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Re: distribution scheme

At 09:53 AM 12/22/98 +0100, Falcon, aka FitugMix <[email protected]>,
wrote about a suggestion to chop crypto or other contraband material 
into separate streams, e.g. bit 1 of each byte in stream 1, etc.,
hoping that this would be "legal" because it's not really encryption,
though if managed carefully it would still be hard to read.

That's of course a distinct question from "will this make the
information hard enough to notice that I won't get caught?";
the answer to that question depends on many factors besides the
direct details themselves, like who you use this to send things to,
and how you advertise the things you make available to send, etc.

> I'd like legal advice on this - is the idea correct? 

I'm not only not a US lawyer, I'm also not a German lawyer,
or a Chinese lawyer, or a Russian lawyer, and you're not paying me,
so this is not legal advice :-)  But my strongly considered 
engineering opinion is "Don't bet on it if it really matters."

If you use the system to distribute a copyrighted work,
you've still distributed a copyrighted work, even if you've 
shredded the paper and shipped the shreds and sticky-tape.  No win.

And if you try this in a country like China, where the laws are
arbitrary and defined on the spot, the fact that you may not have
violated the letters of a written law is potentially irrelevant.
The Chinese government is currently threatening to execute someone
who distributed 30000 email addresses of mainland Chinese to some
foreign human-rights activists - "assisting enemies of the state"
is seldom a well-defined crime; only the punishment is consistent.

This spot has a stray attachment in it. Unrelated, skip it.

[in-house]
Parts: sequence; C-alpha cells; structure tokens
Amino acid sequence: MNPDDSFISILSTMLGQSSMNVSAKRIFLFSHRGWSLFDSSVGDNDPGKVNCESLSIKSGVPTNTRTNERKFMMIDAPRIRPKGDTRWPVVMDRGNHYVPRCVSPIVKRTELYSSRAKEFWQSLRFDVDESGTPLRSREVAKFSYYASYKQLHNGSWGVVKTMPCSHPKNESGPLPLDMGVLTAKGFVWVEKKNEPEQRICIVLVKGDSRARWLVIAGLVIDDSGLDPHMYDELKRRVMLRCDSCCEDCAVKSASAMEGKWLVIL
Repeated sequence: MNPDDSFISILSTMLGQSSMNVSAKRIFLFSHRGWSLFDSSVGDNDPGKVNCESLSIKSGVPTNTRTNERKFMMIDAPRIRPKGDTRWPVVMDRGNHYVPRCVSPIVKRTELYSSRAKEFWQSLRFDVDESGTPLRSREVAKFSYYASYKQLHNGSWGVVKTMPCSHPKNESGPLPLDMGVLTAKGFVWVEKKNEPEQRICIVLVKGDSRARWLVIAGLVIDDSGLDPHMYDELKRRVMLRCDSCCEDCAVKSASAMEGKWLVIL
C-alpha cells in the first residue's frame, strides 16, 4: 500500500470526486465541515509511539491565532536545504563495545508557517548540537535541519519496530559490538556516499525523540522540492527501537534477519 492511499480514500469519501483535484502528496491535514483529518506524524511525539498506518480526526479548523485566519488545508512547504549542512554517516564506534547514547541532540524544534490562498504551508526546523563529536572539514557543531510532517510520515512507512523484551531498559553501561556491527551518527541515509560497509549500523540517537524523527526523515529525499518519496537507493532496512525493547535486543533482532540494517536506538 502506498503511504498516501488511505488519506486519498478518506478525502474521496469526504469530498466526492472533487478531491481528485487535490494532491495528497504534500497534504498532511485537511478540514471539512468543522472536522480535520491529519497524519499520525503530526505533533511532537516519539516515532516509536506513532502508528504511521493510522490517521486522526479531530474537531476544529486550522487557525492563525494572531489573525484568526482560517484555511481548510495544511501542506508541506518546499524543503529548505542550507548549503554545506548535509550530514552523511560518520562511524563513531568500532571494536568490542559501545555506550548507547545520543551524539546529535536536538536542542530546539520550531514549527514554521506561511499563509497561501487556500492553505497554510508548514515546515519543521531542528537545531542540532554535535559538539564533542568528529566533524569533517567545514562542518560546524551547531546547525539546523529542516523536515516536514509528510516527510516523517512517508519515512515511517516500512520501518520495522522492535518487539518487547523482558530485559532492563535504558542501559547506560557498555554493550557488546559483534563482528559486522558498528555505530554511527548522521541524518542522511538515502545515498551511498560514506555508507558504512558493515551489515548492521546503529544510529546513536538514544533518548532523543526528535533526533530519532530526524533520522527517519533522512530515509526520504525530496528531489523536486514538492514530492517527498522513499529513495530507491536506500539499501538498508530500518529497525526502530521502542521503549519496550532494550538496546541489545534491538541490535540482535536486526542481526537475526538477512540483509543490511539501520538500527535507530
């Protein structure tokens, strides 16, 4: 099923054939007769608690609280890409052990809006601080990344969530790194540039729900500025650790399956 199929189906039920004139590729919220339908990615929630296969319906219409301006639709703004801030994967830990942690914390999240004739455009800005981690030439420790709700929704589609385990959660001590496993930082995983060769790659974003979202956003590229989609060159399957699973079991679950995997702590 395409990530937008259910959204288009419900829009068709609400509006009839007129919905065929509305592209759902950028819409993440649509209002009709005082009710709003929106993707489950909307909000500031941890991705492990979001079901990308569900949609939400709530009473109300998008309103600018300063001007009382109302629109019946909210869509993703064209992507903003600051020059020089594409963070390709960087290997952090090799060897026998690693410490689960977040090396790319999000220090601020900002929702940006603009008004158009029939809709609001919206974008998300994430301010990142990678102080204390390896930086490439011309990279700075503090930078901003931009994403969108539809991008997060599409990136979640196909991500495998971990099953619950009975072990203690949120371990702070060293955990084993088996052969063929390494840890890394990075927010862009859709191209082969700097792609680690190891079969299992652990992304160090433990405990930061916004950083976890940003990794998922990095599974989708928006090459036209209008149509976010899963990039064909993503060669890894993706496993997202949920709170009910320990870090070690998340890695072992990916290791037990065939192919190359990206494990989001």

On the other hand, in countries that have well-defined laws,
and law enforcement organizations and courts that only enforce
the laws that are defined, and always want to enforce them correctly,
it can be entertaining to play with technologies like this.
Sometimes this gets them to change the rules, usually administratively
rather than through a public political process, but sometimes
it can make them look silly and feel bad about what they're doing.

Ron Rivest's "Chaffing and Winnowing" protocol is a great example,
and you can find details on your favorite web search engines.
	(Farming definitions: "Chaff" is the stuff you don't want
	that comes with wheat, like stems and hulls, and
	"winnowing" is the process of separating wheat from chaff.)
Basically, you define an authentication checksum that uses a key,
so only the sender and the intended recipient can validate a checksum.
Then you send a series of entries like
	BitNumber, 0, checksum(bitN,BitNumber,key), 1, checksum(bitN,BitNumber,Key)
where the checksum is correct depending on whether the bit N of the message
is a 0 or a 1.  There is no encryption used - only authentication,
so it's perfectly legal in some jurisdictions, but only the recipient
can tell which bits are "wheat" and which bits are "chaff".
One of the cool things about it is that you don't need to use
fake material as chaff - somebody else's wheat works just as well,
because the checksums fail if you use your key on their bits.
It's a very inefficient protocol, but there are ways to make it
less bad (not *good*, but at least less bad.)

Bill Stewart, [email protected]
PGP Fingerprint D454 E202 CBC8 40BF  3C85 B884 0ABE 4639